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  1. Opinion

Tampa tackles blight in Sulphur Springs

Tampa Mayor Bob Buckhorn did right by indulging in some drama this week with his cleanup plan for Sulphur Springs. The central Tampa neighborhood has come to symbolize urban blight, and having the mayor crash a piece of heavy equipment through an abandoned home said as much about the need to transform the area as it did about the mayor's commitment to see it through.

The city announced it would demolish 51 abandoned houses in Sulphur Springs in the next six months. All have been the target of code enforcement actions, and all are uninhabitable. The demolitions will cost $5,500 apiece, and afterward, the city will maintain the lots with the goal of attracting developers to build new, single-family homes.

The abandoned homes are eyesores that drag down entire blocks and attract prostitution, drugs and other criminal activity. Getting rid of them is the first step in changing the image of the neighborhood and attracting new investment. The city will also staff three full-time code enforcement officers for Sulphur Springs.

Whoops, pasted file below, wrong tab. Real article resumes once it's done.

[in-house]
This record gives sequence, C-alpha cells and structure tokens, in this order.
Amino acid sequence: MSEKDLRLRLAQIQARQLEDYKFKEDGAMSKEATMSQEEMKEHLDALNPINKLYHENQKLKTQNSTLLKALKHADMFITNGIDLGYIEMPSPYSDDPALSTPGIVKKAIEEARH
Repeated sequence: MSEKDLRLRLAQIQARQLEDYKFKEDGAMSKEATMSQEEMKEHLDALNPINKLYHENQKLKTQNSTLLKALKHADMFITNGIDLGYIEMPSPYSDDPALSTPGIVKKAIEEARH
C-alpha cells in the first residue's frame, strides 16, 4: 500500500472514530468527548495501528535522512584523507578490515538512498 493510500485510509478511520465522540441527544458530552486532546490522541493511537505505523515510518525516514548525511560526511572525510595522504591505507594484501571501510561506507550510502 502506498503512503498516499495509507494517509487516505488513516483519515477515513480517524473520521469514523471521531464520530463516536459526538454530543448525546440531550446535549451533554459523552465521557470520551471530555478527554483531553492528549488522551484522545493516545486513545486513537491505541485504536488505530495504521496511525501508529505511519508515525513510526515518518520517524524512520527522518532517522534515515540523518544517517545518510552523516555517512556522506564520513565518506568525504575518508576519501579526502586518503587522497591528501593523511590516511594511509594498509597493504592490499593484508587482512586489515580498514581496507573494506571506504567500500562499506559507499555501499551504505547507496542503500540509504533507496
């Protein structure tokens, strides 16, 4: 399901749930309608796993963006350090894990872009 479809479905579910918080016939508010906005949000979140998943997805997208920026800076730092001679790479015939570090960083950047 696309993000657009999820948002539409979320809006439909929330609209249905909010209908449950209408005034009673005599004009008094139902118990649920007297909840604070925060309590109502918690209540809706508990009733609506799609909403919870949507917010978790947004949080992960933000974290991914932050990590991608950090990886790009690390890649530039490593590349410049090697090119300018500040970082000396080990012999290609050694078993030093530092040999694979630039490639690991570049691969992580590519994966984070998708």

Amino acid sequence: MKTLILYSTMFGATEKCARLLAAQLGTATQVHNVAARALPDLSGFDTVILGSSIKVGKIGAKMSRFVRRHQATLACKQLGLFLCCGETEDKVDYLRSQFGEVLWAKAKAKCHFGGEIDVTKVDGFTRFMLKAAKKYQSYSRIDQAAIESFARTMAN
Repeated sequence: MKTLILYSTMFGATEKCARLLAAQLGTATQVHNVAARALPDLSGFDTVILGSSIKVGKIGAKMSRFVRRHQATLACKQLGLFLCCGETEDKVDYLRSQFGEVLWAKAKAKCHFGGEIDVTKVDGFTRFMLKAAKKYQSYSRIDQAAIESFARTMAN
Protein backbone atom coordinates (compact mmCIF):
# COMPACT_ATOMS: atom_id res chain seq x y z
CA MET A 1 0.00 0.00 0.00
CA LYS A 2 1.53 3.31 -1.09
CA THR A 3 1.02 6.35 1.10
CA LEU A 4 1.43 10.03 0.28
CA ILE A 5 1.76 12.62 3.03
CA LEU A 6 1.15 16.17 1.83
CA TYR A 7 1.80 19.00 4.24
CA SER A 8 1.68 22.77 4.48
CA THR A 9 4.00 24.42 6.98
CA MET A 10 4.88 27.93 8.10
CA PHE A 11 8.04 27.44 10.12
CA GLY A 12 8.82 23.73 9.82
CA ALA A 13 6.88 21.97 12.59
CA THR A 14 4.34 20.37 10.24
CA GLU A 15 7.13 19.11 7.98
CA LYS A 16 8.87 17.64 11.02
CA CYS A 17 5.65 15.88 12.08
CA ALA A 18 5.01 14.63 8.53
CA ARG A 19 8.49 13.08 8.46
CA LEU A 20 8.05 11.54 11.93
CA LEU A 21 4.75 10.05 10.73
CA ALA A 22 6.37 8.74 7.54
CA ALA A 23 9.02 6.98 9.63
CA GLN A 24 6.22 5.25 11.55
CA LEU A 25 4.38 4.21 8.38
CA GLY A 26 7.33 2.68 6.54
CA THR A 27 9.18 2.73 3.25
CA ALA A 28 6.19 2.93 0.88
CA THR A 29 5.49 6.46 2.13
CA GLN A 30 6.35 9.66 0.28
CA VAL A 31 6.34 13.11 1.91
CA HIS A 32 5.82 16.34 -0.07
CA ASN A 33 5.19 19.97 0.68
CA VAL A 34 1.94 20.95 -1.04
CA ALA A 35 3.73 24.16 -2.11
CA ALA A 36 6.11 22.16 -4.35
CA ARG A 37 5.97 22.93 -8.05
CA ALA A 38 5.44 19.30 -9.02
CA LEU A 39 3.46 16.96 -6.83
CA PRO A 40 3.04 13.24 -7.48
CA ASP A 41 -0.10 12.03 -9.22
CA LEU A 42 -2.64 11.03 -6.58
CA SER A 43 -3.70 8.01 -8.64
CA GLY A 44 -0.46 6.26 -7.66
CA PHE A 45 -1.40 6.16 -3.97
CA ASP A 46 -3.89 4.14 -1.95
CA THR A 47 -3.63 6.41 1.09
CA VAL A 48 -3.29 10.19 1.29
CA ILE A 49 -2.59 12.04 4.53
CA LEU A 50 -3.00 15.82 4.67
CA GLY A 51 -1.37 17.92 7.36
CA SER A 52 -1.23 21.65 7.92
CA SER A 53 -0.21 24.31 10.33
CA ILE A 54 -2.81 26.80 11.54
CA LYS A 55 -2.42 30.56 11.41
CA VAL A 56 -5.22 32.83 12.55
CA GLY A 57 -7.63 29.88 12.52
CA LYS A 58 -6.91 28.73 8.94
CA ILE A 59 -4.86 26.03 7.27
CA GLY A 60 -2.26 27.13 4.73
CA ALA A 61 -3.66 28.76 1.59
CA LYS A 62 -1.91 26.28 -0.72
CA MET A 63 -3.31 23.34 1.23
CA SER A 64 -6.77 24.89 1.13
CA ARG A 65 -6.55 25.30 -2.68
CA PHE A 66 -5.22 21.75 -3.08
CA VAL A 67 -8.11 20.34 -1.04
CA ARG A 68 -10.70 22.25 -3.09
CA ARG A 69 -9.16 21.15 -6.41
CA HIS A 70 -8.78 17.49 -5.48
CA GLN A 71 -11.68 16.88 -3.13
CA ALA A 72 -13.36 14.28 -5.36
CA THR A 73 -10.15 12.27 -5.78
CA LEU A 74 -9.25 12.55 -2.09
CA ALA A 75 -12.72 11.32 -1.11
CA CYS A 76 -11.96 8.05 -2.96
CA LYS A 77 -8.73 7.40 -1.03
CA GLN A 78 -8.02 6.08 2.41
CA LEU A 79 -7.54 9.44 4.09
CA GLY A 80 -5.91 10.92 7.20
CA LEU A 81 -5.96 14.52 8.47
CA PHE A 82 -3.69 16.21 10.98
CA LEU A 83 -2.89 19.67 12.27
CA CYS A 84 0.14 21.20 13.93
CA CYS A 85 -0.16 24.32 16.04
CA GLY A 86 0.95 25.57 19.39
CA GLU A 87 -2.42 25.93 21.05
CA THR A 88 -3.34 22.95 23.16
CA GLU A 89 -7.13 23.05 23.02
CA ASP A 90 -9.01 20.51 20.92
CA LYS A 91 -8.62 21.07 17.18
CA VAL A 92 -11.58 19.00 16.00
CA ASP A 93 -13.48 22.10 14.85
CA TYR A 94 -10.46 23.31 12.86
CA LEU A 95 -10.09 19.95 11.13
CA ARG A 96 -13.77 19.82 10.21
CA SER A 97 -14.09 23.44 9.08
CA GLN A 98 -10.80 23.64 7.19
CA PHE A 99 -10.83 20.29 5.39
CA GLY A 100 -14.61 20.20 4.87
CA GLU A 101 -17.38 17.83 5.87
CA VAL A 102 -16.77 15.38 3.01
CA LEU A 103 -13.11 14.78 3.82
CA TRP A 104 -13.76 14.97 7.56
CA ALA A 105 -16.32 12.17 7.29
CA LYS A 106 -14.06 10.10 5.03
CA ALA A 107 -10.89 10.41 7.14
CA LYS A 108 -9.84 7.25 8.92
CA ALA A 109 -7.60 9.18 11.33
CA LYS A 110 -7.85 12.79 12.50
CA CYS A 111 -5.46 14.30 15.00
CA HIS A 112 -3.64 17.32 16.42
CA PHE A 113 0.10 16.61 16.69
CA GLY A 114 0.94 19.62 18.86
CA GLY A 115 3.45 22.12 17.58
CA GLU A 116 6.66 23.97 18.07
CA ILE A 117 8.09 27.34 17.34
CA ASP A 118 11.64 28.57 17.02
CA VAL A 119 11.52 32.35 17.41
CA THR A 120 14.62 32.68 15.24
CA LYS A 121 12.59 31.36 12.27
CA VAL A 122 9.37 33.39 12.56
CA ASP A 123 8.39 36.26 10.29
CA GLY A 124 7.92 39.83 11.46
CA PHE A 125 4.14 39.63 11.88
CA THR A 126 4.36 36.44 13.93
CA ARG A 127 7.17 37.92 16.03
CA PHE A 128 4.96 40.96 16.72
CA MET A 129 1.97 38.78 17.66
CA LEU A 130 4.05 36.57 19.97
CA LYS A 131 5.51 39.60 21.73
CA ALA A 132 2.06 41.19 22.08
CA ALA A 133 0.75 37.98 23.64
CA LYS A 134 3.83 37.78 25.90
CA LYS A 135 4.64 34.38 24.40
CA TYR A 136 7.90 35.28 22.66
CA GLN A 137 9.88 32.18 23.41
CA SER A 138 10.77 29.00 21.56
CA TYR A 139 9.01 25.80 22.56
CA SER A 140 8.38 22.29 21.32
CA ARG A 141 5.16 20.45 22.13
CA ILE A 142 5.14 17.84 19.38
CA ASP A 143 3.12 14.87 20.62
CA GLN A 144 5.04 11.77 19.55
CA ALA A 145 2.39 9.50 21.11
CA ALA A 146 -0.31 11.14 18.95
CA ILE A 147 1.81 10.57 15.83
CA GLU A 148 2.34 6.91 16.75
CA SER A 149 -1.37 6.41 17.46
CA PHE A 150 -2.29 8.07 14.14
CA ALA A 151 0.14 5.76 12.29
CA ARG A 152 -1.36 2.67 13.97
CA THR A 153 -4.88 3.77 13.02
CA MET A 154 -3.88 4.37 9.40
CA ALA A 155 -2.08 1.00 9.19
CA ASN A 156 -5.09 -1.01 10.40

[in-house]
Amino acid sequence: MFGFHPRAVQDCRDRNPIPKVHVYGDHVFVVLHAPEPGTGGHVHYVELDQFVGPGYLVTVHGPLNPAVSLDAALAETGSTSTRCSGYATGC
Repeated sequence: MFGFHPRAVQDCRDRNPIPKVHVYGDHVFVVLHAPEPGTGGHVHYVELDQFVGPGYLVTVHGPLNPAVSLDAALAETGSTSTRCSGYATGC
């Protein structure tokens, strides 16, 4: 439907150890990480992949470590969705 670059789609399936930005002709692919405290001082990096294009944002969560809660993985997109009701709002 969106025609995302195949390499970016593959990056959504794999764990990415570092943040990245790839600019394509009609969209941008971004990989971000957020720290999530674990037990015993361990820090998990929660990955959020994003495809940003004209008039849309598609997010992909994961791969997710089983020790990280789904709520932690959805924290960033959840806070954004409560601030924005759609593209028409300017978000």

The city will need to do more to address the chronically poor conditions that stigmatize the area. The installation of new streetlights, which the city and Tampa Electric Co. announced this week, will help. The city needs to continue looking for better housing opportunities, and continue the targeted crime and code enforcement sweeps that have helped to raise living standards in the area. It should also look for ways to enliven the appeal of two major parks that border Sulphur Springs, both of which occupy sweeping banks on the Hillsborough River. Buckhorn, though, is bringing resources and mayoral attention to an area that has suffered from years of neglect. Any turnaround will require sustained action on the mayor's part.